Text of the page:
Kids don’t require a classroom that’s relentlessly upbeat; they require a place where it’s safe to express whatever they’re feeling, even if at the moment that happens to be sadness or fear or anger. Bad feelings don’t vanish in an environment of mandatory cheer — they just get swept under the rug where people end up tripping over them, so to speak. Furthermore, students’ “negativity” may be an entirely apt response to an unfair rule, an authoritarian environment, or a series of tasks that seem pointless. To focus on students’ emotions in order to manufacture a positive climate (or in the name of promoting “self-regulation” skills) is to pretend that the problem lies exclusively with their responses rather than with what we may have done that elicited them.[7]"

[Also posted here: https://www.washingtonpost.com/blogs/answer-sheet/wp/2015/07/14/things-we-say-to-kids-that-sound-positive-but-can-be-detrimental/ ]
alfiekohn  education  listening  howweteach  teaching  pedagogy  praise  reassurance  happiness  reflection  expectations  grades  grading  effort  attitudes  positivity  behavior  manipulation  criticism  judgement  feedback  constructivecriticism  support  schools  selflessness  kindness  tests  testing  standardizedtesting  accuracy  deborahmeier 
july 2015 by robertogreco
Final Boss Form — Criticism doesn’t just make people defensive,...
"
Criticism doesn’t just make people defensive, criticism can also worsen a person’s performance. In the book The Man Who Lied to his Laptop, Clifford Nass outlines a study that he did with a Japanese car company that illustrates this point. This car company had created a sophisticated system that used sensors and artificial intelligence to determine when someone was driving poorly and let the driver know. They asked Professor Nass to help them evaluate the effects of this system on driver performance in simulations before putting it live in cars. It’s a good thing too because what they found is somewhat counter-intuitive.

The system gave well-intentioned feedback when people drove too fast or took corners too sharply. It would say things like, “You are not driving very well. Please be more careful.” If you think that people were delighted to hear when they weren’t driving well, you are mistaken. People were frustrated and angry when the system told them their driving wasn’t very good. People’s damaged egos would not have mattered if the system actually improved their driving. What they found through the simulations was that the feedback actually worsened people’s driving. People got annoyed and, rather than slowing down or taking corners more cautiously, they sped up, oversteered, and generally drove worse the more critical feedback they received.


—Kate Heddleston [https://www.kateheddleston.com/blog/criticism-and-ineffective-feedback ] (via treblekicker)

I need to get better with giving feedback. I come from a tribe of self criticizers who accomplish great things by constantly evaluating one’s own work as being “not good enough.” [http://www.vulture.com/2015/04/how-age-of-ultron-nearly-broke-joss-whedon.html ]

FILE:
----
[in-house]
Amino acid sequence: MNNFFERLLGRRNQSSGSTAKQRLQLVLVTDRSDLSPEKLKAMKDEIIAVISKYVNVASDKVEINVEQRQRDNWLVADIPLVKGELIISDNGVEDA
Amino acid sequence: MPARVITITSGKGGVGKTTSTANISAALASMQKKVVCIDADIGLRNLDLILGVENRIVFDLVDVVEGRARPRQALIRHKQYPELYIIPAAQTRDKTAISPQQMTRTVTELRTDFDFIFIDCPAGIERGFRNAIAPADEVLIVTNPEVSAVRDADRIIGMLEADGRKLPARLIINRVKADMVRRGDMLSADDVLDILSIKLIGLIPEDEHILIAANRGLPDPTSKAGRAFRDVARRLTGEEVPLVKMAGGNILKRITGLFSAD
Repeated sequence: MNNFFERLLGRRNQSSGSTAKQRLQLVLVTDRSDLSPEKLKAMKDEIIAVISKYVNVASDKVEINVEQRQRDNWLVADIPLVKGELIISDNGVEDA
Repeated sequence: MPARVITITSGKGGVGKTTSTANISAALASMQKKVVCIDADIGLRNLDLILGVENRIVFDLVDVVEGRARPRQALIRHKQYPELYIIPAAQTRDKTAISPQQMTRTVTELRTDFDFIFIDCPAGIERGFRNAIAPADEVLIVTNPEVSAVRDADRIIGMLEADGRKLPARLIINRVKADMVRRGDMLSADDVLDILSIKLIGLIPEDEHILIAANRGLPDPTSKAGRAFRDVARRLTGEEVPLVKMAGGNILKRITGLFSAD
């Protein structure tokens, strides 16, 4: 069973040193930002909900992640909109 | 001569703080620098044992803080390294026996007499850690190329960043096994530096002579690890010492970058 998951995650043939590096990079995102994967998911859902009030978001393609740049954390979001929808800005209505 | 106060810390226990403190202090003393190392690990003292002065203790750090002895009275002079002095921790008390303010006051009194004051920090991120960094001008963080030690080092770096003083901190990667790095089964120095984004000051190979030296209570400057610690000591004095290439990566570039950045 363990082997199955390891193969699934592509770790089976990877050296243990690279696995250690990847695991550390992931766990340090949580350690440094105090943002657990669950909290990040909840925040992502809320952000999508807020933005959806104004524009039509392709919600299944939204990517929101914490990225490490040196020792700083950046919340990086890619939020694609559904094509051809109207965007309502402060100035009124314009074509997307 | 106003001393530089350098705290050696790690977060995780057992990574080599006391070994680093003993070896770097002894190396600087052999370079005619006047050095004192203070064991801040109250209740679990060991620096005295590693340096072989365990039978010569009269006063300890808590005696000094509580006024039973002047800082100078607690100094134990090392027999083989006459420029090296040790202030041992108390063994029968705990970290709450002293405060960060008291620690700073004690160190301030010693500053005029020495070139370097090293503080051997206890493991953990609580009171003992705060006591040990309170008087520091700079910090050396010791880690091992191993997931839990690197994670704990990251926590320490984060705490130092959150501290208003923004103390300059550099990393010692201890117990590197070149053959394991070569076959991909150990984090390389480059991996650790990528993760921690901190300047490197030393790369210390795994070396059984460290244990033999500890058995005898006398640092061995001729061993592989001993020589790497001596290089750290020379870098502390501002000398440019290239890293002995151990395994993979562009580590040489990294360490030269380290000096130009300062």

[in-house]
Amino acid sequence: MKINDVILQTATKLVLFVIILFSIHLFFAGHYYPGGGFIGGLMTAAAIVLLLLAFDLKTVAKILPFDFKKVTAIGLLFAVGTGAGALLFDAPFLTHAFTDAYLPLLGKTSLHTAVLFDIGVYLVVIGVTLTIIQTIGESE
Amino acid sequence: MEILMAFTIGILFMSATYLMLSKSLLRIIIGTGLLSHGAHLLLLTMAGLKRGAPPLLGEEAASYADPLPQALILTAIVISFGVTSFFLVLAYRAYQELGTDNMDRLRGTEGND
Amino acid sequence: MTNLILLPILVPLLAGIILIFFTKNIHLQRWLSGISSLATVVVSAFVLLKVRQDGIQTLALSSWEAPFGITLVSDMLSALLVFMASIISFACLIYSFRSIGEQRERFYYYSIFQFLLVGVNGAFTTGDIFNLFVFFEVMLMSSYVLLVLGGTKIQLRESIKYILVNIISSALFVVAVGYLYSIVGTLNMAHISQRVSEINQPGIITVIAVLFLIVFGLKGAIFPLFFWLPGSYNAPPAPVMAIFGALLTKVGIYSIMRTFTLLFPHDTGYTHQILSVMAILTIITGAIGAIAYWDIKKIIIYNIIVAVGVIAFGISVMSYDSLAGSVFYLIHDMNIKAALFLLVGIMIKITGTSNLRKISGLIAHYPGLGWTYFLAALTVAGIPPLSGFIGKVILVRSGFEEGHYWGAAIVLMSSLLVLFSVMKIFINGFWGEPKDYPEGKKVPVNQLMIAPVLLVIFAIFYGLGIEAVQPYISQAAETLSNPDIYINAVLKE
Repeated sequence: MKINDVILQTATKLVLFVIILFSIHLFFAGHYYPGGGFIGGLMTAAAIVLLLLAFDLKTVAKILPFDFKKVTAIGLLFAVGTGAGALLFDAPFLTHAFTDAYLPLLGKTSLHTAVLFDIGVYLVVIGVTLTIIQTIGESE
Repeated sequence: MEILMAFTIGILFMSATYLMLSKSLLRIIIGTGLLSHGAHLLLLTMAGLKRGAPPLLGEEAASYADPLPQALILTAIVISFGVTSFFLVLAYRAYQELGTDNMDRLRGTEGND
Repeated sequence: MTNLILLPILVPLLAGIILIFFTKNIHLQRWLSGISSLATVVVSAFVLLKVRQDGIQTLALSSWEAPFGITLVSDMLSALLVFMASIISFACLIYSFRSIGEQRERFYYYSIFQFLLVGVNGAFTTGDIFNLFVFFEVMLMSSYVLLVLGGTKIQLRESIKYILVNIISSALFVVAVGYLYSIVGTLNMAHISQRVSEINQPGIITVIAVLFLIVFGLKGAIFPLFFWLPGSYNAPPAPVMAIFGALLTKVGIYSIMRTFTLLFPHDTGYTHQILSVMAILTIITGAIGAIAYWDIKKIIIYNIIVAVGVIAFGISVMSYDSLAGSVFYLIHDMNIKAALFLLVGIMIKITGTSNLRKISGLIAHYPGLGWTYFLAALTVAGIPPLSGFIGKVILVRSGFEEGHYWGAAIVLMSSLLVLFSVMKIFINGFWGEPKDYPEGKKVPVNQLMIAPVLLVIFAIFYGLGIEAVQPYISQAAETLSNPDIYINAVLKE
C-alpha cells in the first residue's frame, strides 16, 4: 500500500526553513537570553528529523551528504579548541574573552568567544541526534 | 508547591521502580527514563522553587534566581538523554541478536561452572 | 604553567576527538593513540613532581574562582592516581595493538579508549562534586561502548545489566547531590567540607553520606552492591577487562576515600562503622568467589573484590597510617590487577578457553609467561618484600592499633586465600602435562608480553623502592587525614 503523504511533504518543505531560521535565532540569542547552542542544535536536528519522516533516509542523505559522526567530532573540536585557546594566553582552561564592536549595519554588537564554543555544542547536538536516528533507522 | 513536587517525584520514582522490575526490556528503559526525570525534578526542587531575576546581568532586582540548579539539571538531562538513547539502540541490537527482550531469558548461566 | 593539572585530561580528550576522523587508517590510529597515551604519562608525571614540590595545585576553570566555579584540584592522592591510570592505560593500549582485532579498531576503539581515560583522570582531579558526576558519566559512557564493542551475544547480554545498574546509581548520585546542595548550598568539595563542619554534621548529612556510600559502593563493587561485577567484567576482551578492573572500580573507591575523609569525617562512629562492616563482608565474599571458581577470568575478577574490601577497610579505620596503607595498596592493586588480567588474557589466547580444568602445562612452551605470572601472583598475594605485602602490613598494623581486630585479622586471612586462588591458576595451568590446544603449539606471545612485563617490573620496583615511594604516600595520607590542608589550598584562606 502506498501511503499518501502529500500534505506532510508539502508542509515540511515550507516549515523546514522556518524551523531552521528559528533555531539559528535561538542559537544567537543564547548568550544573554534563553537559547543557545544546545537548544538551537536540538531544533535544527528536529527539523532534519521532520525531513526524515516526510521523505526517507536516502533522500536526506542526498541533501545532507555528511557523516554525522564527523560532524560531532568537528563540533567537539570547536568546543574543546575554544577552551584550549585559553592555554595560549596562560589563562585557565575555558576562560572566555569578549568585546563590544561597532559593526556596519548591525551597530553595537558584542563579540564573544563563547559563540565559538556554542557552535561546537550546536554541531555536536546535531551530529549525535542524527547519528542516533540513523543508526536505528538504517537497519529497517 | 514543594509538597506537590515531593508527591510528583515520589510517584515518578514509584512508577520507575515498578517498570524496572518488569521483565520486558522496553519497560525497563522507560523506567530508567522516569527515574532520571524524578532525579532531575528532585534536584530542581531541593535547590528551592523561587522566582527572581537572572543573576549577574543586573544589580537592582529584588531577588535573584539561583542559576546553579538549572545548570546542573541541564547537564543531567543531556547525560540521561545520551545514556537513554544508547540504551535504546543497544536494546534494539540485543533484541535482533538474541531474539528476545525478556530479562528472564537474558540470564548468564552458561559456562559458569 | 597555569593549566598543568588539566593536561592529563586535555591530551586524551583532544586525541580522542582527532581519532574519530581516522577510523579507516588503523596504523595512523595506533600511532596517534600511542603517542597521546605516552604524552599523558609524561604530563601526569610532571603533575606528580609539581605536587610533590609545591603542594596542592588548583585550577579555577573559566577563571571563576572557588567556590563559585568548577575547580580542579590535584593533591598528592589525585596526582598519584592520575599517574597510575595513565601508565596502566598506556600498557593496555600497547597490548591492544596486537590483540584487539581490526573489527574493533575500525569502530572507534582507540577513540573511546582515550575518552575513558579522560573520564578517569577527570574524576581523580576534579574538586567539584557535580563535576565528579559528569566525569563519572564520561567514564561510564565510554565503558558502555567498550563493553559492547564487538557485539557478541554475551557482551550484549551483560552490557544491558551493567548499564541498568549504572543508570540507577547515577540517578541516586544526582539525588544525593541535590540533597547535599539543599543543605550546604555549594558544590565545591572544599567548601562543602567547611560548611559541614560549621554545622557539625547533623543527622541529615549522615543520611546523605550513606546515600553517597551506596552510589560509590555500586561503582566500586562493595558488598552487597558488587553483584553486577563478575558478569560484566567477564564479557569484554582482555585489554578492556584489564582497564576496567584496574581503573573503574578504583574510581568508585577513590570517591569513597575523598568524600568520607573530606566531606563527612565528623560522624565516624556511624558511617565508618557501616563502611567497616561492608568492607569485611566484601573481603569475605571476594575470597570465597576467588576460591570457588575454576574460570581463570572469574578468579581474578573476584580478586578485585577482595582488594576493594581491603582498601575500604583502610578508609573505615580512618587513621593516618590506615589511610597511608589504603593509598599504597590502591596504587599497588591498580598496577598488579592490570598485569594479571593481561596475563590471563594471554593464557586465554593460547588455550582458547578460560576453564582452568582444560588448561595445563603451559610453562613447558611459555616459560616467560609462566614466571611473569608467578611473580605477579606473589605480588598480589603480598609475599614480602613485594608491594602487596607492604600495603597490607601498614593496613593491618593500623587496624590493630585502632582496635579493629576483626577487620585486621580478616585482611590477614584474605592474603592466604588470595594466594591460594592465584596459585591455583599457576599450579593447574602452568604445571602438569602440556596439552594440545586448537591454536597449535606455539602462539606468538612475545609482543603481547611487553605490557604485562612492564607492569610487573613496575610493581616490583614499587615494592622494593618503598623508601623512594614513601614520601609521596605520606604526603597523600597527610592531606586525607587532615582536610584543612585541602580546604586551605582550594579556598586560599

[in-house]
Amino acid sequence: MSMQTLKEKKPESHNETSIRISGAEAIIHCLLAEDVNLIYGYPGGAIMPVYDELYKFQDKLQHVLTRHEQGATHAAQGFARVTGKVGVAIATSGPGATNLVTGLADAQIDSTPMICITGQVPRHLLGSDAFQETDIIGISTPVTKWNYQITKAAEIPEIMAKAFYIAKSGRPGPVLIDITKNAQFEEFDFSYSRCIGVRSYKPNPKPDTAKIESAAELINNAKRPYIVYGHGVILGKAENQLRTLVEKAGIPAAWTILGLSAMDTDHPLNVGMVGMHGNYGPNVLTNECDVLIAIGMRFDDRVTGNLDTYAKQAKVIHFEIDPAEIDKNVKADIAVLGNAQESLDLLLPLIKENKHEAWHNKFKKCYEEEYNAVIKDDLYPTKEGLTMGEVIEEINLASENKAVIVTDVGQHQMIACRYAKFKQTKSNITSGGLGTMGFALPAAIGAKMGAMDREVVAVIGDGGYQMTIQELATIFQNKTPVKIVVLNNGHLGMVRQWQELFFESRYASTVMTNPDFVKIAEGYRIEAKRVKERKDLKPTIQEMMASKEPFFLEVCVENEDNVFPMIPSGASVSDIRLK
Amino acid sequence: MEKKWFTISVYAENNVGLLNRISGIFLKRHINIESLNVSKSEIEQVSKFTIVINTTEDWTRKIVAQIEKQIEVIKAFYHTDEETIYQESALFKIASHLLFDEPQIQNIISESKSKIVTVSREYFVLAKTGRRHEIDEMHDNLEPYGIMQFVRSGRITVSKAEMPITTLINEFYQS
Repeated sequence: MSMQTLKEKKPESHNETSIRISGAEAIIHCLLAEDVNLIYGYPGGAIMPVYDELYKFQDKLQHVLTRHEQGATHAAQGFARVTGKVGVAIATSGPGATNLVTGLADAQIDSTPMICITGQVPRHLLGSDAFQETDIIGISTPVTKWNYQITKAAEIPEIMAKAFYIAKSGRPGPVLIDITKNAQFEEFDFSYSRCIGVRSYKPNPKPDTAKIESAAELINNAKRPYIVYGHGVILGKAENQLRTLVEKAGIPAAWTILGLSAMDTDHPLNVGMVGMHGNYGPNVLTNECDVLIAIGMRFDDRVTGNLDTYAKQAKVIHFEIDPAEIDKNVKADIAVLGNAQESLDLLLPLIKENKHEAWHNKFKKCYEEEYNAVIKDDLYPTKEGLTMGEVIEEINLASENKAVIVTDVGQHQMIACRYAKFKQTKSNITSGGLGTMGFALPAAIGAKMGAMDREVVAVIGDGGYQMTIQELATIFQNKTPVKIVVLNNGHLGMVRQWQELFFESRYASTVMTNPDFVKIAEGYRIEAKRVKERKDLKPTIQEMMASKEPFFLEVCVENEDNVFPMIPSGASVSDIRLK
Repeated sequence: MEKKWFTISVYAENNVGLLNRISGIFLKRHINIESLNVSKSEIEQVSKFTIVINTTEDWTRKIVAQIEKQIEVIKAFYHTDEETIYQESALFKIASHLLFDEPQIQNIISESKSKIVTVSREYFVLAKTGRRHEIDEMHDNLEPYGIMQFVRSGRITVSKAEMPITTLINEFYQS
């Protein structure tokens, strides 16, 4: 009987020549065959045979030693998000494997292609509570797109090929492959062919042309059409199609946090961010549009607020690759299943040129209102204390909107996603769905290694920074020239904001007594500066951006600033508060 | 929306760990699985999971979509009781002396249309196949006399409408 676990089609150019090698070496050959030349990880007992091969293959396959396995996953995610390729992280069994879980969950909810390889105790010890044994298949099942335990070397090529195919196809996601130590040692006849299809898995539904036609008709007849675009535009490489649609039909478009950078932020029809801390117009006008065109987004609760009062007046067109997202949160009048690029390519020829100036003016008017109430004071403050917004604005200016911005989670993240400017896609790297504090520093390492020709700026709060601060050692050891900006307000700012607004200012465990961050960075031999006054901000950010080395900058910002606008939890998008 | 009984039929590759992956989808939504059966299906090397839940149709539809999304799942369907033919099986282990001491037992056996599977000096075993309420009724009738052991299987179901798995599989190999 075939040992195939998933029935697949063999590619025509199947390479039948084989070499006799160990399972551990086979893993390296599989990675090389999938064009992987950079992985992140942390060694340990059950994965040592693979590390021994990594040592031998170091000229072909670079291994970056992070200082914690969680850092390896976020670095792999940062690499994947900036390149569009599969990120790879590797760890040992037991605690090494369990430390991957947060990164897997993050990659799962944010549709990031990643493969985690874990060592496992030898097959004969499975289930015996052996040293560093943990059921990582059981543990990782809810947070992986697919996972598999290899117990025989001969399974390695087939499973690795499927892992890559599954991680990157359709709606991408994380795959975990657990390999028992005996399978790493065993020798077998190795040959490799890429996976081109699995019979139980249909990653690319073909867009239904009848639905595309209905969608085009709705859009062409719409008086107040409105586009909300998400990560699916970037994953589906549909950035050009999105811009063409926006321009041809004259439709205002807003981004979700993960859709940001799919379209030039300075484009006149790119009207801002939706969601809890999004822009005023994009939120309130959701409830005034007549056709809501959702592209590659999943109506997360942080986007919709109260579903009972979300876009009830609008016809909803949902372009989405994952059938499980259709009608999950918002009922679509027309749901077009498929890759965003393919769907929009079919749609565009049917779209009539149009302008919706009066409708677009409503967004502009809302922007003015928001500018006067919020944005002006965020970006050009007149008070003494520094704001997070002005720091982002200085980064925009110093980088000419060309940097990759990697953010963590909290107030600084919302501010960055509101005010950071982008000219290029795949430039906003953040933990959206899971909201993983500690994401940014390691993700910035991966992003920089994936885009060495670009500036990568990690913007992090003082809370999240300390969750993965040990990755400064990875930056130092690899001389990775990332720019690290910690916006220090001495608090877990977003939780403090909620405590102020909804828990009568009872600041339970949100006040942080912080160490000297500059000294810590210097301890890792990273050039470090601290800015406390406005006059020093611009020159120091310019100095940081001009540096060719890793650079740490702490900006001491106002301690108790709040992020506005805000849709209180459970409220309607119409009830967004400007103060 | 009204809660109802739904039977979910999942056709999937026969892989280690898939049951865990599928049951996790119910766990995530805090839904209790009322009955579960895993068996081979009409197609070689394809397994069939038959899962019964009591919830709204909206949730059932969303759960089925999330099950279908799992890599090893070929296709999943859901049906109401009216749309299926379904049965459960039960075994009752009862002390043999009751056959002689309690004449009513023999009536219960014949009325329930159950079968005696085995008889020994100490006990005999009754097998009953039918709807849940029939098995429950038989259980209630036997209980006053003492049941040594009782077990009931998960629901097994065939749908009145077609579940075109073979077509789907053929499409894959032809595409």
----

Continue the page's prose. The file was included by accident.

It turns out that that’s a great way to self motivate but disastrous when working with teams."
kenyattacheese  criticism  motivation  work  perfectionism  feedback  howwework  teams  intrinsicmotivation  2015  kateheddleston  josswhedon 
april 2015 by robertogreco
Liz Lerman: Critical Response Process (CRP)
"Liz Lerman's Critical Response Process (CRP) is a feedback system based on the principle that the best possible outcome from a response session is for the maker to want to go back to work. Whether returning to the studio, the desk, the kitchen, or the laboratory, CRP gives tools both to people who are making work and people who are responding to that work.

In use for over twenty years, CRP has been embraced by artmakers, educators, scientists, and administrators at theater companies, dance departments, orchestras, science centers, museums, and beyond. The Process has deepened dialogue between makers and audiences; it has enhanced learning between teachers and students. It has proven valuable for all kinds of creative endeavors, work situations, and collaborative relationships within and beyond the arts, from kindergartens to corporations.

In 2012 Liz taught intensives at the University of Georgia, to theater practitioners in both Ireland and Scotland, and with the Blue Touch Paper new-works series of the London Sinfonietta. In 2013 she'll travel to Australia to teach CRP intensives on both coasts, and return to Scotland and to London for further CRP work.

CRP workshops and intensives can be designed to last anywhere from two hours to four days, depending on the size of the group, the desired amount of work on display, and whether facilitator-training is included. CRP is a process of response, so we need things to respond to: a dance-in-progress, a draft of a paper for a conference, a new lecture that a faculty member wants feedback on. Liz will discuss all of this with you to get an appropriate range."